A New Form of Church

Committed to Multiplication

Bill Easum

Recently, I had the privilege of meeting with a handful of some of the most innovative church leaders in the U.S. to discuss a new form of church. Prior to this meeting, I was convinced that multiple sites were more productive than church planting. After this meeting, I’ve changed my mind; church planting has more potential than multiple sites – if it is the DNA of a church and not just a part of it. Why? Because church plants have the potential to reach geographically far beyond the reach of multiple sites and because church plants done right always reproduce, whereas most multiple sites do not. This meeting was a huge eye-opener for me. It made me want to be a planter again.

Church plants done right always reproduce.

Consider the following: Hope Chapel in Hawaii has only planted seven churches but those seven churches have resulted in more than seven hundred church plants. No multi-site church can come even close to matching that number. What if there were hundreds of churches like Hope Chapel? Give that some thought.

So today I want to say more about this new form of church. Keep in mind that I’ve only seen two of these churches, but I can say that it is the most biblical form of church I’ve ever seen and I look forward to the emergence of more of these churches.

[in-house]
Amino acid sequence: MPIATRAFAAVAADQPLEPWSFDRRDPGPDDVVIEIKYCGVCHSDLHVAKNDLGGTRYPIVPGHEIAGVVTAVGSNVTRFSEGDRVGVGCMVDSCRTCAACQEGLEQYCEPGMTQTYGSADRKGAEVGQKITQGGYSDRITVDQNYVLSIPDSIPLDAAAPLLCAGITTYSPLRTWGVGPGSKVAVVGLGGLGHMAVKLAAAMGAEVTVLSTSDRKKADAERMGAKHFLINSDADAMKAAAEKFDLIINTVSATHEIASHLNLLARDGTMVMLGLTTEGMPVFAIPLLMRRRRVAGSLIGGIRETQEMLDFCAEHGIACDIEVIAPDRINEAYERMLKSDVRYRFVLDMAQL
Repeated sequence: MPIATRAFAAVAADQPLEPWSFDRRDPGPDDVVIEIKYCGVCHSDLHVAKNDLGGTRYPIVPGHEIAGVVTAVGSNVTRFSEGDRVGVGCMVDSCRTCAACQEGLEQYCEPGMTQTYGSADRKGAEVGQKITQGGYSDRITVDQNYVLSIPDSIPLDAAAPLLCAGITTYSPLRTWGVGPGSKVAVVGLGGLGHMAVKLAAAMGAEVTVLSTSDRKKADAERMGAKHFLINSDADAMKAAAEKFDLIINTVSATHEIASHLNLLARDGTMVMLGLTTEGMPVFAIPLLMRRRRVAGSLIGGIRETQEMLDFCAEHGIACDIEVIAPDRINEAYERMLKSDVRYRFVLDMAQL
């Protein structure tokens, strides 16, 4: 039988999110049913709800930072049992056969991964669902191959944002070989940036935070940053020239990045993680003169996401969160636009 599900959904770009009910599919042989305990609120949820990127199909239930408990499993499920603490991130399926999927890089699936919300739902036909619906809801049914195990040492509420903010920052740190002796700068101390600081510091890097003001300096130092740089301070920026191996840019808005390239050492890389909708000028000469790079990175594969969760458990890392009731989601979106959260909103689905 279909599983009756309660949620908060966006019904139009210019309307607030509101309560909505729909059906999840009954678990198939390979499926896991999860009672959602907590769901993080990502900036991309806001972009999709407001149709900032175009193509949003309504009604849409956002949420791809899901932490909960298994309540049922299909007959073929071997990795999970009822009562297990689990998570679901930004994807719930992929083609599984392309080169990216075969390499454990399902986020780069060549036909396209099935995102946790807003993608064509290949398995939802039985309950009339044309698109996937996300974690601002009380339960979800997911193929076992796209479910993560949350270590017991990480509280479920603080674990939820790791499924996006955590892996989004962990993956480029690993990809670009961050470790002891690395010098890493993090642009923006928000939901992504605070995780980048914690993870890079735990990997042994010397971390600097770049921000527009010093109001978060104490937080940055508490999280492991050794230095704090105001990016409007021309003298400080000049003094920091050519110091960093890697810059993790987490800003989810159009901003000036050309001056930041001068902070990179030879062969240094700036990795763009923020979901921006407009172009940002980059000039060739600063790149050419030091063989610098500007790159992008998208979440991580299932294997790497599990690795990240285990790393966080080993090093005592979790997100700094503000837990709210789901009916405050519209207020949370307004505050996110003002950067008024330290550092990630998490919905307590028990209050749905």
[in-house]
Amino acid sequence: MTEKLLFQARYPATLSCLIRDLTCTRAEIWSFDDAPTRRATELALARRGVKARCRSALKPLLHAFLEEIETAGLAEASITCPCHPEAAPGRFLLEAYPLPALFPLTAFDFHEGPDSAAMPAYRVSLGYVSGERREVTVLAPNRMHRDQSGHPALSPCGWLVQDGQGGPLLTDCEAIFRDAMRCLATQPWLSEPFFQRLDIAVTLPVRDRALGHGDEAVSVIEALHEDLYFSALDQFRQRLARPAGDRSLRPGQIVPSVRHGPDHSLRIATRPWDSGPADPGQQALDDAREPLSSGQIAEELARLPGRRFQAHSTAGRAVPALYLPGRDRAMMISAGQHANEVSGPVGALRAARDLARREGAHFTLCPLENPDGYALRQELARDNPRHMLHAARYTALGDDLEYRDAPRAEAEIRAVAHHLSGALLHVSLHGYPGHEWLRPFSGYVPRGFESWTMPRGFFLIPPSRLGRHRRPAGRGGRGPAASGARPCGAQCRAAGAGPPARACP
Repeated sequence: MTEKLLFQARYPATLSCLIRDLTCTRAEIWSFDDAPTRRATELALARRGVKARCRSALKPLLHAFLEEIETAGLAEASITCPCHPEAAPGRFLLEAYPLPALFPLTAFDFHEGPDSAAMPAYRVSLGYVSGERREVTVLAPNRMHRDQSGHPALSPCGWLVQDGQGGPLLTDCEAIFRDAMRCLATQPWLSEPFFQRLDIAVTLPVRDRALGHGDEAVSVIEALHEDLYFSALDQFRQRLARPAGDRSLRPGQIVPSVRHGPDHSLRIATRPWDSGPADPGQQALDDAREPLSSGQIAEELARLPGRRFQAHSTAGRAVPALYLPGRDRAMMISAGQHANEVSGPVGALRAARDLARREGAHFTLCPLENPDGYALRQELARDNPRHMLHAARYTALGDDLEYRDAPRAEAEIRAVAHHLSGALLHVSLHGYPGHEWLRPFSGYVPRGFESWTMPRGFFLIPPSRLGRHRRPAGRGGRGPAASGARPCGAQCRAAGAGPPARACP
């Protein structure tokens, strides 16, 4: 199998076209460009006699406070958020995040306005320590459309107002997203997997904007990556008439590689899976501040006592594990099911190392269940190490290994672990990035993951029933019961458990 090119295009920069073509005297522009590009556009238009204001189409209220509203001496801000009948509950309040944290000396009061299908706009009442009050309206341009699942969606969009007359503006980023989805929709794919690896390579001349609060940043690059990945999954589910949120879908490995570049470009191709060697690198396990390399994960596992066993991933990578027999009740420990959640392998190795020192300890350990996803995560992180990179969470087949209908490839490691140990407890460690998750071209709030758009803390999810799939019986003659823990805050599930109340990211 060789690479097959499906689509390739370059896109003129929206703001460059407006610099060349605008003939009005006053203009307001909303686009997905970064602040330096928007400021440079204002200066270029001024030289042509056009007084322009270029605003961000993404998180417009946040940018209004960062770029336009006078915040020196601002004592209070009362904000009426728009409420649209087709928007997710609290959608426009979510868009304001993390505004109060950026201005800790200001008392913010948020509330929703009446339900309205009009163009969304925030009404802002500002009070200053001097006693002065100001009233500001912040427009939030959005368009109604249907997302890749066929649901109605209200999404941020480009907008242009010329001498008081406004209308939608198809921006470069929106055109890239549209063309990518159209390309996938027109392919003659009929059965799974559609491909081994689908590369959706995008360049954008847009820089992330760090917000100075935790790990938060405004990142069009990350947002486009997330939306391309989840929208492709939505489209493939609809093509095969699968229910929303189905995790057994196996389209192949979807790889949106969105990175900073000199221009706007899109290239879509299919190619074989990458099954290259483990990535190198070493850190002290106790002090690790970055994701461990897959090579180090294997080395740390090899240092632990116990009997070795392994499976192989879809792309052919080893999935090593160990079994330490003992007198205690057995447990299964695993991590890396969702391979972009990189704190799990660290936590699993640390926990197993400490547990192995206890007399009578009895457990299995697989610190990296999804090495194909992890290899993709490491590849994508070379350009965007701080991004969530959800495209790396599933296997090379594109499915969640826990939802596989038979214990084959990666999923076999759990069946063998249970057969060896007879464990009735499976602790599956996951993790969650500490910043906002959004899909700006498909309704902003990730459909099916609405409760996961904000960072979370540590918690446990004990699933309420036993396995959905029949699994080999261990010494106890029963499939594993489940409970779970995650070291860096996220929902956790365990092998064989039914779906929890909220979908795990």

The key word to understanding this new form of church is multiplying as opposed to reproducing. There are a number of churches that are reproducing through multiple sites but there are only a handful of churches that are experiencing multiplication through planting hundreds of churches. Please note that there is nothing wrong with reproducing churches: thank God for them. And please note that size has nothing to do with this new form of church.

So, what are some of the characteristics of this new form of church?

These churches are committed to tithing the firstfruits of everything they do to church planting. This means that they commit the time, energy, and money first to church planting before anything else. They plant churches before they build, before they add a lot of staff, or before they add programs. They live and breathe planting churches. It’s who they are and what they were planted to be. Take away church planting and they would wither and die. Church planting isn’t optional; it’s their reason for being.

Church planting isn’t optional; it’s these churches’ reason for being.

The metric for success of these churches is how many people they give away. They understand that life was meant to be given away, so they give people away to plant churches. They also send people into the marketplace to share the gospel. They believe in that in losing they are gaining. Even though the Sunday morning experience is well done, it is not their main focus. These churches have a different scorecard for faithfulness – sending.